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PostPosted: Mon Jan 08, 2018 9:13 am 
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Joined: Tue Jul 04, 2017 9:22 am
Posts: 9
Hello, I've got the sound emulation working and all channels sounds good. I know I'm missing a lot of the "obscure behaviors" from the guides, but it works better than I expected.

Problem is: Channel 4 is generating a "buzz" effect that sounds louder than it should be. The effect of the "ocean waves" in the Zelda: Link's Awakening intro, or almost all songs from Mega Man III are good examples.
The noise is more noticeable than the other channels on Mega Man III, which is pretty annoying. Other channels sounds good.
Also, I noticed the Zelda logo "tliiiin" hiss that plays when it appears in the intro is not reached (looks like it's tone is higher than what I can sample), so it sounds just like a normal buzz. Other sounds effects plays correctly.

I followed the GBSOUND and Sound Hardware wiki page, maybe I'm doing something really wrong.

I was sampling before at 44100 Hz, but increased to 96000 Hz and sound quality improved, but both works.
I steps cycles in multiples of 4, inside a loop until all elapsed cycles are consumed (based on the last instruction cycles count - my emu is cycle count accurate only).
The periods for sampling are:

Code:
44100 Hz:  4194304 / (44100 / 2); // gives ~735 samples
96000 Hz: 4194304 / (96000 / 2); // gives ~1606 samples


I fill a buffer with that number of samples, and audio request comes from another thread.
When called, I copy the buffer to audio buffer and clear my buffer for next frame.
The emulation is not synced to audio, so there's some skip (small sound gaps, sometimes very rarely)

All channels sounds good with that configuration, but channel 4 has those issues I mentioned earlier.

Code for channel 4:

Code:
public void FreqTimerStep( )
{
    // for each 4 cycles, this method is called from APU

    m_timer -= 4;

    if (m_timer <= 0)
    {
        int result = (m_linearShiftReg & 0x1) ^ ((m_linearShiftReg >> 1) & 0x1);
        m_linearShiftReg >>= 1;
        m_linearShiftReg |= result << 14;
        if (m_stepsMode == 1)
        {
            m_linearShiftReg &= ~0x40; // clear bit 6
            m_linearShiftReg |= result << 6;
        }

        // Reload Frequency
        m_timer += CalcFrequency();
    }
}


int CalcFrequency( )
{
    int freq = 8;

    switch (m_divRatio)
    {
        case 0:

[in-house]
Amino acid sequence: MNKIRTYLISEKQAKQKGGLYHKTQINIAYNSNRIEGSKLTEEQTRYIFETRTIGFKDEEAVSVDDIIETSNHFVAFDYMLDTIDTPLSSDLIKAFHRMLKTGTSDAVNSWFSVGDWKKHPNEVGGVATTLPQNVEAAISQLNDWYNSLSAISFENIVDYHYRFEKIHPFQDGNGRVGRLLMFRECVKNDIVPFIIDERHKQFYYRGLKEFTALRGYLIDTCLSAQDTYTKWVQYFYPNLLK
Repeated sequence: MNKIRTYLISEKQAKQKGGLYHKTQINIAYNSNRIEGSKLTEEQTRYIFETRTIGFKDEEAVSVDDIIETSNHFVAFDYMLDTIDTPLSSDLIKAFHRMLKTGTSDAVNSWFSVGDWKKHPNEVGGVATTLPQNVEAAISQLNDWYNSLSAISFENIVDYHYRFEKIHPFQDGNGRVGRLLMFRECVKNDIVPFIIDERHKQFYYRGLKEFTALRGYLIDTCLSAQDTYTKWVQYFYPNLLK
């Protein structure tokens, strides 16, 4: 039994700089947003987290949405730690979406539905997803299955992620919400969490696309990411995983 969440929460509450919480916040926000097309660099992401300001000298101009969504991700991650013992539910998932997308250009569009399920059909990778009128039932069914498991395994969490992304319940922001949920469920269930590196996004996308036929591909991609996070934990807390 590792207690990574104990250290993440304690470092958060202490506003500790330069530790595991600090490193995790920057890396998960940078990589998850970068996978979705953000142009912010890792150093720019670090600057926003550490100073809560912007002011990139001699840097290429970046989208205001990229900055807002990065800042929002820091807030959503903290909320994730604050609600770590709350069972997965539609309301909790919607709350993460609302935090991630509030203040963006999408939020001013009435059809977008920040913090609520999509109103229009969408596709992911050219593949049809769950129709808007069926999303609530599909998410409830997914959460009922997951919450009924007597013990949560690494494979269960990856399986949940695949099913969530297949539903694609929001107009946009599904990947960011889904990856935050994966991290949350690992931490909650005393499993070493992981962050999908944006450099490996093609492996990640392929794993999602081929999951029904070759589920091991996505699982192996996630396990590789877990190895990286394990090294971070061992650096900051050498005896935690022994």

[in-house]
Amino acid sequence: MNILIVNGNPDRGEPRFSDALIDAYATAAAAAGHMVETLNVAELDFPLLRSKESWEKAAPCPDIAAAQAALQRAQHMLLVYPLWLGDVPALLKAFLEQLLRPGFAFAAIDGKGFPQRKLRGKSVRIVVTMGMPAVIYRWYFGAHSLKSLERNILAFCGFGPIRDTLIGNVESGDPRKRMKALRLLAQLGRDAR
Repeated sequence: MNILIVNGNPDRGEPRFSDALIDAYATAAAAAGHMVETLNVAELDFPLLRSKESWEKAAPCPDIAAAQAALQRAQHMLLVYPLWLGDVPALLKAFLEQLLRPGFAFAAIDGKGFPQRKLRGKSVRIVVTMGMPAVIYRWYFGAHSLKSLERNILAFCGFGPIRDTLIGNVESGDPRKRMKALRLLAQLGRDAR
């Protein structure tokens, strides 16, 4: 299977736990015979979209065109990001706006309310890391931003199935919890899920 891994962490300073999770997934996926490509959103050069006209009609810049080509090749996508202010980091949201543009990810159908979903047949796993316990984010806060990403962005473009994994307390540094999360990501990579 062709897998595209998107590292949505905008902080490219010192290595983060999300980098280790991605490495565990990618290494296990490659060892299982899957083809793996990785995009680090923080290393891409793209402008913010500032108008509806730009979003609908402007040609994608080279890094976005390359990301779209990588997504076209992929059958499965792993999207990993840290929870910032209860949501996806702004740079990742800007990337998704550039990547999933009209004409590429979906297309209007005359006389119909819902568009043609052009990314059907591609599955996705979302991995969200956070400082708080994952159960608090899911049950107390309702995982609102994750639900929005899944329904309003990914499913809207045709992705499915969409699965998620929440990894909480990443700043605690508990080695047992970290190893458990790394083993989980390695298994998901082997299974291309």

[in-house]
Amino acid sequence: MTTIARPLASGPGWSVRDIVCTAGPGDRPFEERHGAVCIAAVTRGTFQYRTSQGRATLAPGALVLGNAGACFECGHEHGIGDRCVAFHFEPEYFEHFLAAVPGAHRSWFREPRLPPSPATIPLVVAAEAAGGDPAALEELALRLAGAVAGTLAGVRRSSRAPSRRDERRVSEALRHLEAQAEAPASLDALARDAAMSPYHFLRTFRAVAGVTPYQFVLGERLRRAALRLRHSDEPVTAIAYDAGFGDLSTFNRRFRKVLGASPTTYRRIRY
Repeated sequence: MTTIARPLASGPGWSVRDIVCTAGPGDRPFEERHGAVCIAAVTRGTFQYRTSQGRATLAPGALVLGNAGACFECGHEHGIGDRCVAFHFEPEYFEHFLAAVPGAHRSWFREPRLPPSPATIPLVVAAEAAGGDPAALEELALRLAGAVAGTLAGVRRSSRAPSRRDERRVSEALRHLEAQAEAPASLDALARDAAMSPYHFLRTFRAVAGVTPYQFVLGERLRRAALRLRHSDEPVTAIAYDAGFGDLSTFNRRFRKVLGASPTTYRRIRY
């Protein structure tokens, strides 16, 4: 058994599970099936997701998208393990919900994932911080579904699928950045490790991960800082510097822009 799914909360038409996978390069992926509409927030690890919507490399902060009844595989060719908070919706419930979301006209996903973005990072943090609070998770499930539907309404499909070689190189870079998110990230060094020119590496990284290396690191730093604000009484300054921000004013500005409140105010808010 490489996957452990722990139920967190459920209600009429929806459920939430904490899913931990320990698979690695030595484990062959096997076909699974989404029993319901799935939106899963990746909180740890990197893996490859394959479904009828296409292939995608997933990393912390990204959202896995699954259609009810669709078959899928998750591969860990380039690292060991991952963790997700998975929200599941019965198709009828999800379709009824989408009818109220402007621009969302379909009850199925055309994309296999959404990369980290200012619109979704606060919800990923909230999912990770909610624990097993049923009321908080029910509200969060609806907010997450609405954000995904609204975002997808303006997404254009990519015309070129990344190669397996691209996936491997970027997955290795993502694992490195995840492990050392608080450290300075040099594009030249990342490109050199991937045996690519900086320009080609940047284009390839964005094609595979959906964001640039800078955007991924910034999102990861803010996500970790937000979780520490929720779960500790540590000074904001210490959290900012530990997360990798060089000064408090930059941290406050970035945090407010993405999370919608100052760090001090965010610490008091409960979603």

freq = 8 << m_shiftFreq;
            break;

        case 1:
            freq = 16 << m_shiftFreq;
            break;

        case 2:
            freq = 32 << m_shiftFreq;
            break;

        case 3:
            freq = 48 << m_shiftFreq;
            break;

        case 4:
            freq = 64 << m_shiftFreq;
            break;

        case 5:
            freq = 80 << m_shiftFreq;
            break;

        case 6:
            freq = 96 << m_shiftFreq;
            break;

        case 7:
            freq = 112 << m_shiftFreq;
            break;
    }

    return freq;
}


I will not post the code for volume envelope and length control, as it's the same for all channels, so it should be good (missing some APU quirks, but in normal conditions, it works).

The sampling code is

Code:
// Output is bit 0 inverted

if ((m_linearShiftReg & 0x1) == 0)
{
    return 15 & m_curVolume;
}

return 0;


Can someone spot anything wrong that would cause the issues I mentioned?
Maybe I need some kind of audio filter for this channel?

Edit: if needed, full code is at https://github.com/fattard/xFF/blob/gb/emu-snd/unity3D_proj/Assets/source/EmuCores/GB/HW/audio/SoundChannel4.cs


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PostPosted: Mon Jan 08, 2018 10:03 am 
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Joined: Sun Sep 19, 2004 11:12 pm
Posts: 19483
Location: NE Indiana, USA (NTSC)
Noise contains frequencies above 22 kHz that fold over the audio if you resample the audio naively. This makes noise sound louder than expected unless you apply a low-pass filter to remove the aliasing. The simplest such filter is a box filter, averaging together the 4194304/44100 = 95 input samples that make up one output sample. Though imperfect, this should still provide a noticeable improvement over just choosing one out of the 95 samples. Sound quality improved at 96 kHz because a lot of the aliasing folded into the 22-48 kHz band, which the speaker and your ear filter out.